1907 commemorative postcard of the Lodi Arch looking eastwards across the Central California Traction tracks (transporting passenger cars traveling between Stockton and Sacramento), still a few years before it gets its "Lodi" lettering and golden bear. 

Lodi, that is to say, was never a Spanish outpost in and of itself.

All the same, the design of the arch meant to serve as the centerpiece of the 1907 Tokay Carnival was submitted by Stockton architect E.B. Brown and was inspired by California's Mission Revival architecture. City planners were so impressed, that they decided to build it as a permanent structure; albeit, according to Clark, "out of wood, metal lathe, and cement by Lodi builders Edward and Fred Cary for a cost of about $500.

1907 photograph of Lodi Arch with Central Pacific Railroad cars arriving at the train depot, just a few feet away to the south. Center for Sacramento History.

Adds Clark: 

By 1910, the city had added its name, complete with electric lights, to the icon. But the most enduring addition came in 1909 when the Lodi Parlor of the Native Sons of the Golden West stole a large papier-mâché bear from an Admission Day parade float designed by the neighboring Stockton Parlor of Native Sons. The bear was placed on top of the arch facing towards Stockton as a practical joke and has been a much-loved addition ever since.

By 1955, the arch was neglected and had fallen into disrepair. The Lodi City Council declared it a safety hazard and threatened to demolish the monument. Thankfully the arch was saved by the very group it had come to symbolize, Lodi's citizens.

1909 photo of Lodi's Mission Arch from the corner of Sacramento and Pine, showing the muddy, unpaved streets. Lodi News-Sentinel.

In 1981, the arch was added to the register of California Historical Landmarks as No 931. In 1980 the Lodi Arch was added to the National Park Service's National Register of Historic Places as #80000848.

Colorized 2010 postcard photo of Lodi's Mission Arch, evidently taken from the second floor of the Lodi Hotel.

A couple of things about the golden bear that famously walks atop Lodi's emblematic arch:

• For 47 years, the bear faced south—its ample posterior, or so the lore of old-timers goes, turned toward Sacramento as a way of expressing discontent with the state government. In 1956 the bear was turned in a more respectful direction northwards, following a layering of plaster.

• The bear did not take on its familiar golden sheen until 1938 after it was given significant repairs and gilded with gold leaf by city employee Clair F. Schultz. For a short time, following further repairs in 1961, the bear was painted brown (to the consternation of many locals), with some gold highlights. Its golden coat was restored in 2002 by Lodi artist Tony Segale, a master in the art of  23.7-carat gold leaf layering.

1911 photograph of Lodi's Mission Arch, with a California golden bear (originally a paper-mâché figure placed atop the arch the year before as a prank) making its appearance. Note: California golden bears became extinct in 1922. Lodi News-Sentinel.

Exposed to all the elements, however, a bear sitting atop a 40-ft. arch for well over 100 years old is bound to suffer immense damage. Despite Segale's work in 2002, by 2023 it had already sustained further gaping holes, requiring its temporary removal for complete reconstruction and additional layers of gold leaf by Segale. A completely refurbished golden bear, now weighing over 500 pounds, was finally placed back onto the arch this past September.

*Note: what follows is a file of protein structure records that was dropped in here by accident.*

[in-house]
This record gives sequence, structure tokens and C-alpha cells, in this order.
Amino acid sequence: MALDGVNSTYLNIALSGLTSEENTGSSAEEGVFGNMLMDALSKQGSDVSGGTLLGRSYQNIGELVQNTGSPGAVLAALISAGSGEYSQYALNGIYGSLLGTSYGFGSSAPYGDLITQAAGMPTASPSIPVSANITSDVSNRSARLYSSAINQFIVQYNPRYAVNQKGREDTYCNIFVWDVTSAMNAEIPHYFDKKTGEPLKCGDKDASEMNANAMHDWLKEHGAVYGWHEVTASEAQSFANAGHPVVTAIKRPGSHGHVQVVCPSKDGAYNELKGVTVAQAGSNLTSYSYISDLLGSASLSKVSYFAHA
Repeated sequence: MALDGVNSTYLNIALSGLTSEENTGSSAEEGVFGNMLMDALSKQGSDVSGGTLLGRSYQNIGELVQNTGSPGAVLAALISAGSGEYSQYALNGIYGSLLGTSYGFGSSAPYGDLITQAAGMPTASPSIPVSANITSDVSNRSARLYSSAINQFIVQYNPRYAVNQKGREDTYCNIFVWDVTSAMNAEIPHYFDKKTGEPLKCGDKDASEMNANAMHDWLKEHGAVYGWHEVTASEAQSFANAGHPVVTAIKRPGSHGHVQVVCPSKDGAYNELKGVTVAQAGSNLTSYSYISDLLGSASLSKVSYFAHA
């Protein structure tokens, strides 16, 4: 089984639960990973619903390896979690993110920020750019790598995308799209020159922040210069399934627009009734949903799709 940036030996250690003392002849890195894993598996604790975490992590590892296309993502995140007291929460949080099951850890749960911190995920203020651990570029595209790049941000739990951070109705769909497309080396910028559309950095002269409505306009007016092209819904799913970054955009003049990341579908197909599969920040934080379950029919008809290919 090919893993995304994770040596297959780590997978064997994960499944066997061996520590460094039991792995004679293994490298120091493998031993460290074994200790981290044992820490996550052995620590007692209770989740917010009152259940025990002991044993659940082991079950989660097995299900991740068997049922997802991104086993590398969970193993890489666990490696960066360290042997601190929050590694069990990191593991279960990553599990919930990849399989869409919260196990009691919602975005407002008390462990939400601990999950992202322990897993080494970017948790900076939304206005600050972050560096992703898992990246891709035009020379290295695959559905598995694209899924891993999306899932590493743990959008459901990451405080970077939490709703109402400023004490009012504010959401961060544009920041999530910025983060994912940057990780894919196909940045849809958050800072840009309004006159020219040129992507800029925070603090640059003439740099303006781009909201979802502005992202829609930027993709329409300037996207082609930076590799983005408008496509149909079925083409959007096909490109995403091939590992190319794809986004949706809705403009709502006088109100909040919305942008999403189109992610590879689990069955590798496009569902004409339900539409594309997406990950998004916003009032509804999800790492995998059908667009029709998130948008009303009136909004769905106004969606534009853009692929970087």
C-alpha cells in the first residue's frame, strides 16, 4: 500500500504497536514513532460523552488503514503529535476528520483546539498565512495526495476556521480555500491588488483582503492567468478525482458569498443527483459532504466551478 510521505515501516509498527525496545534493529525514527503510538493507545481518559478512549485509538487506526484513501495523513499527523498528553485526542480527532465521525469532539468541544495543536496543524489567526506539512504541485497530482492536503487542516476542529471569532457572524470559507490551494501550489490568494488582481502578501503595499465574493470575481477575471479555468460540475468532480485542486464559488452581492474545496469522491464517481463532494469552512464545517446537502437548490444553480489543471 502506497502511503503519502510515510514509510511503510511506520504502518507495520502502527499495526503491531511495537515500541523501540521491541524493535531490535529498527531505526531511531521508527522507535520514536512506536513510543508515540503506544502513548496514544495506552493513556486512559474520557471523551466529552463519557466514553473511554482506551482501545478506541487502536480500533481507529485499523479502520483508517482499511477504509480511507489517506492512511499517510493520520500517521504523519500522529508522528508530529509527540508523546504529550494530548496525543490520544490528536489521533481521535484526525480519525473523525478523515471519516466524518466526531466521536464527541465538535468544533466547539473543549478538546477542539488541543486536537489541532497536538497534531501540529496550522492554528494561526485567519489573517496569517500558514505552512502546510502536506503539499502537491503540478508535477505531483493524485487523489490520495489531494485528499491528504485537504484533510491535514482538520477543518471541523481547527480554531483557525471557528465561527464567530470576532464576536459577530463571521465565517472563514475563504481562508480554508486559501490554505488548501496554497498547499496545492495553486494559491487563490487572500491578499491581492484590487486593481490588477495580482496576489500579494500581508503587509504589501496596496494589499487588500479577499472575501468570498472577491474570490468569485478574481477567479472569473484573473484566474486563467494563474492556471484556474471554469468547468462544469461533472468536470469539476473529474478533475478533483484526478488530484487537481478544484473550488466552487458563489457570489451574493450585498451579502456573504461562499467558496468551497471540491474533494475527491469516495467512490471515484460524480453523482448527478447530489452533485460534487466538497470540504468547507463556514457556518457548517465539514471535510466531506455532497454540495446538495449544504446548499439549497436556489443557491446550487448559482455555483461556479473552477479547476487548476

Long live Lodi and its historic Lodi Arch!

More photos of Lodi's Mission Arch taken through the years:

1915 photograph of a Christmas tree in the middle of Pine Street on the east side of the Lodi Arch. Ralph Lea, Lodi Historical Society.

1918 photograph of Lodi Arch, now with its "Lodi" signage, its bear facing south towards Stockton, and a "For 100% Americans" banner placed by Lodi's German community to demonstrate their allegiance to the U.S.A. during World War I. Lodi Historical Society.

1936 celebration of Lodi-grown wines and the Flame Tokay grape at the first Lodi Grape Festival, under the city's historic Lodi Arch.

The Lodi Arch in 1967, with a brown-colored bear facing north (its direction since 1956), towards Sacramento.

2001 photo of the Lodi Arch bear, brown colored and in serious disrepair; the following year (2002), the bear was removed, repaired, and layered with 23.7-carat gold leaf by local artist Tony Segale. Lodi News-Sentinel.

Recent photo of lights being replaced under the Lodi Arch. Lodi News-Sentinel.

2004—changing of lights on the Lodi Arch's lettering to Christmas colors. Lodi News-Sentinel.

In 2012, the Lodi Arch still has a classic vintage look, emblematic of a historic California and American town.

2019 photograph of Lodi's historic Mission Arch in holiday colors.

In September of this year (2023), a completely refurbished golden bear, now weighing over 500 pounds, is placed back atop the Lodi Arch. Lodi News-Sentinel.

Lodi growers and vintners enjoying a 2015 dinner on Pine Street under the historic Lodi Arch.




Lodi Wine Visitor Center
2545 West Turner Road Lodi, CA 95242
Open: Daily 10:00am-5:00pm

Lodi Winegrape Commission
2545 West Turner Road, Lodi, CA 95242
Open: Monday-Friday 8:00am-5:00pm